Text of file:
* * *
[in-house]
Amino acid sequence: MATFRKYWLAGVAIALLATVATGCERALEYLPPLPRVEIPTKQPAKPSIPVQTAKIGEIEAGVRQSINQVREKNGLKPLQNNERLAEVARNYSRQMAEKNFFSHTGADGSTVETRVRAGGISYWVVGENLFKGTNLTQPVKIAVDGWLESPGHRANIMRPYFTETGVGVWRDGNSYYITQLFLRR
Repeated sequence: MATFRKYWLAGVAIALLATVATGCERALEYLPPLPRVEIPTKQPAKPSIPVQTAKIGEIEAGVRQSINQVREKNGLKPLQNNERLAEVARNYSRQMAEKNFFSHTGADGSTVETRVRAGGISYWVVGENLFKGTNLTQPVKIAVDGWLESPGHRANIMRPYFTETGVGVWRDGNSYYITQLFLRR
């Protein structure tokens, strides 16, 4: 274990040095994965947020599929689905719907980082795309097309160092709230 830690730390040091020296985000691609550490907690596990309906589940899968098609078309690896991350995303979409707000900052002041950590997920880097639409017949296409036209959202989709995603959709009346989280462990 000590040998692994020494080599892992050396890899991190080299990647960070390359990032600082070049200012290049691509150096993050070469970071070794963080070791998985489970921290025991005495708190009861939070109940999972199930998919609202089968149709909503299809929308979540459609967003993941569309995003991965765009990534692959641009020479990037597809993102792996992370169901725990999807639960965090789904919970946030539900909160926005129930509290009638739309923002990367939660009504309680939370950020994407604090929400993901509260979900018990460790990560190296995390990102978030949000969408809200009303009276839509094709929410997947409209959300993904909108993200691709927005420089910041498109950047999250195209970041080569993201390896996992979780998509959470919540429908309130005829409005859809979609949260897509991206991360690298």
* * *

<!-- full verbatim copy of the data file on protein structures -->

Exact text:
[in-house]
Amino acid sequence: MATFRKYWLAGVAIALLATVATGCERALEYLPPLPRVEIPTKQPAKPSIPVQTAKIGEIEAGVRQSINQVREKNGLKPLQNNERLAEVARNYSRQMAEKNFFSHTGADGSTVETRVRAGGISYWVVGENLFKGTNLTQPVKIAVDGWLESPGHRANIMRPYFTETGVGVWRDGNSYYITQLFLRR
Repeated sequence: MATFRKYWLAGVAIALLATVATGCERALEYLPPLPRVEIPTKQPAKPSIPVQTAKIGEIEAGVRQSINQVREKNGLKPLQNNERLAEVARNYSRQMAEKNFFSHTGADGSTVETRVRAGGISYWVVGENLFKGTNLTQPVKIAVDGWLESPGHRANIMRPYFTETGVGVWRDGNSYYITQLFLRR
């Protein structure tokens, strides 16, 4: 274990040095994965947020599929689905719907980082795309097309160092709230 830690730390040091020296985000691609550490907690596990309906589940899968098609078309690896991350995303979409707000900052002041950590997920880097639409017949296409036209959202989709995603959709009346989280462990 000590040998692994020494080599892992050396890899991190080299990647960070390359990032600082070049200012290049691509150096993050070469970071070794963080070791998985489970921290025991005495708190009861939070109940999972199930998919609202089968149709909503299809929308979540459609967003993941569309995003991965765009990534692959641009020479990037597809993102792996992370169901725990999807639960965090789904919970946030539900909160926005129930509290009638739309923002990367939660009504309680939370950020994407604090929400993901509260979900018990460790990560190296995390990102978030949000969408809200009303009276839509094709929410997947409209959300993904909108993200691709927005420089910041498109950047999250195209970041080569993201390896996992979780998509959470919540429908309130005829409005859809979609949260897509991206991360690298």